BEIRUT (AP) —Rights activists visiting abandoned government prisons in the first Syrian city to come under rebel control have found torture devices and other evidence that detainees were abused there, Human Rights Watch said in a report Friday. Raqqa, in eastern Syria, was overrun in late February by rebels fighting to topple President Bashar Assad. The rebels facilitated the New York-based group's access to facilities that had belonged to a government security agency and military intelligence in late April.
What is Gnosis' vision? How is it being implemented?
Gnosis in a not-for-profit network of people and organizations committed to improving education in Greece. The Greek word gnosis, meaning “knowledge", is a concept which goes beyond the process of just gathering information - gnosis also refers to concepts like wisdom, personal fulfilment and self-awareness.
ATHENS (AP)— The Greek government said Monday it will use emergency powers to prevent protesting teachers from disrupting university entrance exams this month. Civil servants' unions retaliated by calling a 24-hour strike for Tuesday. It is the third time this year that the conservative-led coalition government has used the emergency civil mobilization order— a measure normally reserved for natural disasters and other times of national crisis — to end a labor dispute in the crisis-hit country.
This is part of a series highlighting the social and citizen sector in Greece, in which The Greek Star and The Goddess of the Hunt are participating, and these publications have permission to reprint. New Diaspora is a platform that showcases the personal stories of Greeks who decided to move abroad. The Greek Star spoke to Nicolas Stamboulopoulos about New Diaspora and about the new wave of Greek immigrants.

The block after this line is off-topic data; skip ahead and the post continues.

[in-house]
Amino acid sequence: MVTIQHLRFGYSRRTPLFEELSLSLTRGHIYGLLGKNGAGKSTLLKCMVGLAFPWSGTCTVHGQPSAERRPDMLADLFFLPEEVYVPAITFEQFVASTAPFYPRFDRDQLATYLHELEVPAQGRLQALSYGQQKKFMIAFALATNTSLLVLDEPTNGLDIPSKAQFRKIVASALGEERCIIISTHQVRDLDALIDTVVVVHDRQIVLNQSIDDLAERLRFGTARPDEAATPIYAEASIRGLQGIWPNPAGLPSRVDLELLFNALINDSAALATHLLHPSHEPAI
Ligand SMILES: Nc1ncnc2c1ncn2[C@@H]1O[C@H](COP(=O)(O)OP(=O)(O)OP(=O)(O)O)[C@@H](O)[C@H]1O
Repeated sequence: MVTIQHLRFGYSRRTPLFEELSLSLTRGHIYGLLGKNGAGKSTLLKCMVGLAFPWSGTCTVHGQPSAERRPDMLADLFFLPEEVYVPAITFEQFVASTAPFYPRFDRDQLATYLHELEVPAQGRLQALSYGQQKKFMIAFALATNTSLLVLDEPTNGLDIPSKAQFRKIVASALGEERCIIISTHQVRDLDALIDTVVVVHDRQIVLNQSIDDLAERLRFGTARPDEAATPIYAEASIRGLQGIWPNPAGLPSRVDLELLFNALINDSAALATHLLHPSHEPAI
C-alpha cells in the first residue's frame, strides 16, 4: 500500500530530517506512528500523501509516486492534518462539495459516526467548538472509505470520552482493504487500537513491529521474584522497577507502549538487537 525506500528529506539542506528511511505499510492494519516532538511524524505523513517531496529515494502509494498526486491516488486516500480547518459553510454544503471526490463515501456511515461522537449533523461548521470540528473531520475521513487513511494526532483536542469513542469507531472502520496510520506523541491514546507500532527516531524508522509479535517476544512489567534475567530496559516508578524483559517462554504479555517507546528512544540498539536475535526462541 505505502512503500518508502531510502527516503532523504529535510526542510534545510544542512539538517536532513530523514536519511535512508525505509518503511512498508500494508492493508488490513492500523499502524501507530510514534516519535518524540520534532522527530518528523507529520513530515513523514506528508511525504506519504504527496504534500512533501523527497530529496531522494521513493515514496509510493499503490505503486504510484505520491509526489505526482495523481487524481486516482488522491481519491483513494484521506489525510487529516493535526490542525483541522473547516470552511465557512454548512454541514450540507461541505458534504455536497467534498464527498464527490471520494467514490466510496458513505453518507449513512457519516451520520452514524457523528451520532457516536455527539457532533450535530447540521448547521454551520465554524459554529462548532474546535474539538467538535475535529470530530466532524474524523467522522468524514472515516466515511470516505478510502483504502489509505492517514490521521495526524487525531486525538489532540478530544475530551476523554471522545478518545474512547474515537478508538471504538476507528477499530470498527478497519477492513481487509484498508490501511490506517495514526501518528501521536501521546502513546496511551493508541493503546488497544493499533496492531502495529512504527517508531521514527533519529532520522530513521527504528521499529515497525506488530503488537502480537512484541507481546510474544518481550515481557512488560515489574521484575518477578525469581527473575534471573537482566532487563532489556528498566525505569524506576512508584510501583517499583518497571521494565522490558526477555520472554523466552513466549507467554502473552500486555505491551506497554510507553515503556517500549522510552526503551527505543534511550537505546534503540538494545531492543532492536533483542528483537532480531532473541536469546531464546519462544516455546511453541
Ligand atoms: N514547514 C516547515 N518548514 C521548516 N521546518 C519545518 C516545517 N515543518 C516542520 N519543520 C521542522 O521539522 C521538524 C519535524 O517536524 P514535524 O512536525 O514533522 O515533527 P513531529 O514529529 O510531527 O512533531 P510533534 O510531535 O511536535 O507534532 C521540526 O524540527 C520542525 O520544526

What is the New Diaspora platform?
New Diaspora is an online trojan horse, attempting to break the dividing stereotypes of mainstream news, and bring light to the Greek crisis from a different perspective. By narrating the personal stories of Greek people scattered around the world during this historical conjuncture, we give a face to the “lazy Greeks”; who just happen to be hard-working and often successful professionals or students in every imaginable field. And they all have interesting experiences and thoughts to share, sparking discussions and uniting Greeks and non-Greeks alike into a worldwide community.
Right from the start, New Diaspora was intended to be a participatory project in every sense. That’s why we are crowdfunding our project, aiming to improve our interactive platform, and collaborate with filmmakers in Greece and abroad in order to produce a series of web documentaries that will record this complex phenomenon in its entirety. Retaining our independence during this ongoing and demanding process is crucial.
What, in your opinion, is the difference between the old Diaspora of yesteryear, and the new Diaspora?
We are only beginning to trace the similarities and differences between the current migration wave and the previous ones, and we’re often posting stories from the old diaspora. But we mainly focus on the recent Greek expats. They are a new breed of mostly educated and multi-lingual people, who travel a lot and can immediately communicate with their folks back home through the internet. That doesn’t mean they are better or worse than anybody who migrated in the past. Just different; but not too much if we come to think that all Greeks share some fundamental cultural values. It doesn’t need to be something as cliché as souvlaki or bouzouki, and it doesn’t have to relate to ancient Greece or Orthodoxy either. But it’s still there; The taste of real olive oil or the deep blue of the Aegean. Simple things that have shaped a collective identity we urgently need to redefine, if we want to find a way out of this mess.
Having documented many stories, have you seen any common ground in the reasoning behind the choice to immigrate? Was the economic crisis a reason or was it just a catalyst?
Some of the new arrivals left by choice, before there was even a sign of a crisis hitting their homeland. The most recent ones are leaving whether they want to or not, seeking career opportunities that range from business administration to waiting tables. No matter what, the crisis has affected all of them, directly or indirectly. Sending money back home is no longer a rare exception.
How important is the Diaspora vote and how will the new Diaspora remain politically active in the country they have chosen to leave behind?